A photo of flood damage, sent in by a listener.
COMOX, B.C. – Some residents in Comox have been displaced from their homes.
A water main break on Aitken Street in Comox on Thursday morning resulted in some serious flooding at the Mariner building.
Resident Tianna Franklin said the flooding impacted residents on the building’s first floor. She noted that she has not heard any updated from the town’s government.
“As far as I’m aware, the Town of Comox has not responded to our building manager’s request for aid,” she said.
“In my apartment, I will be mostly okay. I’m going to have to throw out like 90 per cent of my furniture, but for some of the other tenants, it will be way more pervasive, the damage that they have. It’s mostly been a salvage mission.”
Franklin said most of the residents in the building are low-income, which means many do not have renter’s insurance.
“Most of us were only paying between 600 to 800 dollars a month for a two-bedroom apartment, and there will be nothing comparable in this market,” she said.
Franklin said residents have been told that it will take six to 12 months to fix up the damaged apartments. She explained that asbestos was found in the walls of the building, so “they have to tear everything out”.
“They ‘frustrated’ our tenancy contracts, which means effectively that we have no rights once the building is re-done,” she said.
“The building manager has said that he intends to call us first when the apartments are available, but as far as I’m aware, has no legal responsibility to do that.”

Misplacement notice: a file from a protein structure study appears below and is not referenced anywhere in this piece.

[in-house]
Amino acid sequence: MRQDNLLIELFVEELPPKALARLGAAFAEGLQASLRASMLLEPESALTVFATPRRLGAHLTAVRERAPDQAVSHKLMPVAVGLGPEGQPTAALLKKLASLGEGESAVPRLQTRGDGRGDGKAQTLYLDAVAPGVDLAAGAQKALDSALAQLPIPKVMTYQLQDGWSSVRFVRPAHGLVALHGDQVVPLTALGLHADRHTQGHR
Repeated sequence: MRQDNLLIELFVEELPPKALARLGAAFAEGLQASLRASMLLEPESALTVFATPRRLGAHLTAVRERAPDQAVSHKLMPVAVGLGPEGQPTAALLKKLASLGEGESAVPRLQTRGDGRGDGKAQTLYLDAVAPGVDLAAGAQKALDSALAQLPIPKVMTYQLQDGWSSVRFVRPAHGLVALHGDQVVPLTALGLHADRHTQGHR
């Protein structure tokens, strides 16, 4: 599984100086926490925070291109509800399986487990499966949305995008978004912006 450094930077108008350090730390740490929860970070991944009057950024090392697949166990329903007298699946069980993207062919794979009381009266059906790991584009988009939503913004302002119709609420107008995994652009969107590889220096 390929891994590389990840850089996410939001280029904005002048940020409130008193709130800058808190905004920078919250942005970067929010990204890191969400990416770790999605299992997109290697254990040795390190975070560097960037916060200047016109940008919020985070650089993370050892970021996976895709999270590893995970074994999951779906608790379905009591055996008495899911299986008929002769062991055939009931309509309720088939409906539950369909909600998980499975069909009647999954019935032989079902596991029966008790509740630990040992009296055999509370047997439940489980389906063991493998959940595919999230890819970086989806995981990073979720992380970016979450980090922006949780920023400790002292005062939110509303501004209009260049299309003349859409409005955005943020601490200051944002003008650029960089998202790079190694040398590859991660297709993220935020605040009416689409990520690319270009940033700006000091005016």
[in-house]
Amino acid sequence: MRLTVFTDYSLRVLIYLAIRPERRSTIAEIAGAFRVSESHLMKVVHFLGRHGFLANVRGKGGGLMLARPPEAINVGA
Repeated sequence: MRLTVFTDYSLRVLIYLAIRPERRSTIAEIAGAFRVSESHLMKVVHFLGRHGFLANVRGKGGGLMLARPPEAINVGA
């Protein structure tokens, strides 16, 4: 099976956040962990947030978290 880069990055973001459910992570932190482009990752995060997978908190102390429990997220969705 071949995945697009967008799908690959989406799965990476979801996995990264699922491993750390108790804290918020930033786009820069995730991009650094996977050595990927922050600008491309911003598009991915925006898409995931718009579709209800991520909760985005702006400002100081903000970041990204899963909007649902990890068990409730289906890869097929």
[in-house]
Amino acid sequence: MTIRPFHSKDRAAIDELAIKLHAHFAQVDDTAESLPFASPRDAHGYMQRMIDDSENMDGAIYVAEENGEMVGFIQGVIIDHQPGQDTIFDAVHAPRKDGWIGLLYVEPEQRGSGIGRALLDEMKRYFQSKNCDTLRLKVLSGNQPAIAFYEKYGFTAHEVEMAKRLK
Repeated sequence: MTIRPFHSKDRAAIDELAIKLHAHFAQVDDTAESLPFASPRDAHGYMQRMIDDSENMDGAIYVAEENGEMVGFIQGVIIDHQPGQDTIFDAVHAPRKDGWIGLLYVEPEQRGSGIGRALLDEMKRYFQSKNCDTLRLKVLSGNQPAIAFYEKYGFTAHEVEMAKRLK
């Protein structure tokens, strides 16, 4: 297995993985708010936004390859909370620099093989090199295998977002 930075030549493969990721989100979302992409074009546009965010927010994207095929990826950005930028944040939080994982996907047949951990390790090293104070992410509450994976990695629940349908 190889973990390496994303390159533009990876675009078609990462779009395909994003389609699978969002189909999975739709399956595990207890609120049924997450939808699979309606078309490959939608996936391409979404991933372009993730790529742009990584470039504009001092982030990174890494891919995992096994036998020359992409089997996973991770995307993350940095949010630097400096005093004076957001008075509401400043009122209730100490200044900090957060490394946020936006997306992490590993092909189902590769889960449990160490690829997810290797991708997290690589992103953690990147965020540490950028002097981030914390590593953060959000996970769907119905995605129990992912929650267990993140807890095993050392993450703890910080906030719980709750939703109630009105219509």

She said that herself, her husband and younger brother are fortunate to be staying with family in the wake of the incident, but there are many others that aren’t as lucky and “have nowhere to go”.
“A good chunk of us are being forced to stay in our apartments, which may or may not be safe at this point, because they have nowhere else to go, they don’t have money for a hotel and without insurance, nothing’s gonna be able to cover that,” Franklin said.
“One resident expressed in our building meeting that they’re on a fixed income, so the option (to relocate) isn’t even available for them.”
17 of the 18 units on the first floor were occupied, and Franklin said as far as she knows, all 17 of those units were and are being evacuated.
“The only person on the floor who has tenant insurance was someone who experienced flooding here before and had to move out, and that’s why they have tenant insurance this time,” she said.
Franklin thanked the building’s manager, Chris Murray, for his support to residents during this time.
“Chris has been wonderful and is doing everything in his power to help us. He has just been awesome. He is legally bound by what the insurance and what his bosses will let him do, but he’s (been) fantastic,” she said.